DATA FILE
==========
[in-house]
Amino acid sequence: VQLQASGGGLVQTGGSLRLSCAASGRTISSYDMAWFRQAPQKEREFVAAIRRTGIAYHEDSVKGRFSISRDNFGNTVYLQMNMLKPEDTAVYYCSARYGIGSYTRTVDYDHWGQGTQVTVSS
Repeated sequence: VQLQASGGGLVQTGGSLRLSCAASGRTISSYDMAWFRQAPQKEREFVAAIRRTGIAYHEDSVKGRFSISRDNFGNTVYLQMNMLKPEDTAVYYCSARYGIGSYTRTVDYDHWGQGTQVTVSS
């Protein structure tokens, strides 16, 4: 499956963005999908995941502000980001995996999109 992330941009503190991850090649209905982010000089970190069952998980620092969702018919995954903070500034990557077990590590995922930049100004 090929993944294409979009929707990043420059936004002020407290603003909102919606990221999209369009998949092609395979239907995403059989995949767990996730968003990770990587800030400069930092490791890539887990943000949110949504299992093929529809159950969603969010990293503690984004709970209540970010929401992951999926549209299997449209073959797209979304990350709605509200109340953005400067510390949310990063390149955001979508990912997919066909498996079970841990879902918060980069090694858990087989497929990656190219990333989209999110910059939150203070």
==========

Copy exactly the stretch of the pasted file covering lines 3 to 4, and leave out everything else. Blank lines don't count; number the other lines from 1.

Repeated sequence: VQLQASGGGLVQTGGSLRLSCAASGRTISSYDMAWFRQAPQKEREFVAAIRRTGIAYHEDSVKGRFSISRDNFGNTVYLQMNMLKPEDTAVYYCSARYGIGSYTRTVDYDHWGQGTQVTVSS
């Protein structure tokens, strides 16, 4: 499956963005999908995941502000980001995996999109 992330941009503190991850090649209905982010000089970190069952998980620092969702018919995954903070500034990557077990590590995922930049100004 090929993944294409979009929707990043420059936004002020407290603003909102919606990221999209369009998949092609395979239907995403059989995949767990996730968003990770990587800030400069930092490791890539887990943000949110949504299992093929529809159950969603969010990293503690984004709970209540970010929401992951999926549209299997449209073959797209979304990350709605509200109340953005400067510390949310990063390149955001979508990912997919066909498996079970841990879902918060980069090694858990087989497929990656190219990333989209999110910059939150203070």